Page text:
Sledge from a German Nobleman’s Collection

The sledge’s runners are crowned by the bust of a Black man wearing a turban and star pendant on a gold chain. The object recalls carousels that had been designed for the great princely courts since the 16th century, on which human riders on horseback, in sledges or small carriages would attempt to stab or shoot such figures. The sculptural targets represented allusions to the enemy, reinforced by a perceived threat from the Ottoman Empire and the “Turkish Wars” (until 1699) that had been festering for three centuries. Rivalry expressed during carousel rides continued far into the 18th century. This sledge’s sculpture is likely one of only a few surviving props that exemplify such competitiveness.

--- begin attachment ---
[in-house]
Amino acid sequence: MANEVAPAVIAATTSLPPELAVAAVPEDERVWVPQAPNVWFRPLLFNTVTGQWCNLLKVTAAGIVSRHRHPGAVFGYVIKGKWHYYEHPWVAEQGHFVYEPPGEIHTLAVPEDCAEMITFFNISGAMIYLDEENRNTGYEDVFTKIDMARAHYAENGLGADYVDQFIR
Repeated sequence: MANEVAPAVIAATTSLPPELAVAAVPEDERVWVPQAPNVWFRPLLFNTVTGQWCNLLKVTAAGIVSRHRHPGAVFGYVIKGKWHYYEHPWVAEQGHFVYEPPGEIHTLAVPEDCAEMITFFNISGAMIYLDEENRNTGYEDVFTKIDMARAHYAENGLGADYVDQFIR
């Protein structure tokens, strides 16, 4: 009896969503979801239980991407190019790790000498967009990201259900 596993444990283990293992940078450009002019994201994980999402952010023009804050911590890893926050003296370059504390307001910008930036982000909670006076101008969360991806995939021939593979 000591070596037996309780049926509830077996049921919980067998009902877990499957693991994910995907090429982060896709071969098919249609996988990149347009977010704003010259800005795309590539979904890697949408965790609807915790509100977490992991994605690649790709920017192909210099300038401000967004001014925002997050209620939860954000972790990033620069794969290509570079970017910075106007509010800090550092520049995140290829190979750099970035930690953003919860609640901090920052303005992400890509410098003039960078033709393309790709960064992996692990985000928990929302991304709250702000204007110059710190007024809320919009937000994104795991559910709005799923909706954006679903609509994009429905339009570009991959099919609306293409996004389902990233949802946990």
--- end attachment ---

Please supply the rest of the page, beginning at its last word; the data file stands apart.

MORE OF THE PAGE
The carved head of the Black man was a sign of power and prestige for the sledge’s owner, whose coat of arms decorates the front of the seat. Noble rulers relied on such representations to demonstrate their alleged claims to universal power, adopted in keeping with their prominent positions in the divine world order. Such sculptures that eagerly portrayed a non-Christian world “turned upside down” came to be familiar motifs during Carnival season sledge riding.

This sledge is presumed to have been made around 1740. It entered the Prussian Palaces collection in the mid-20th century.


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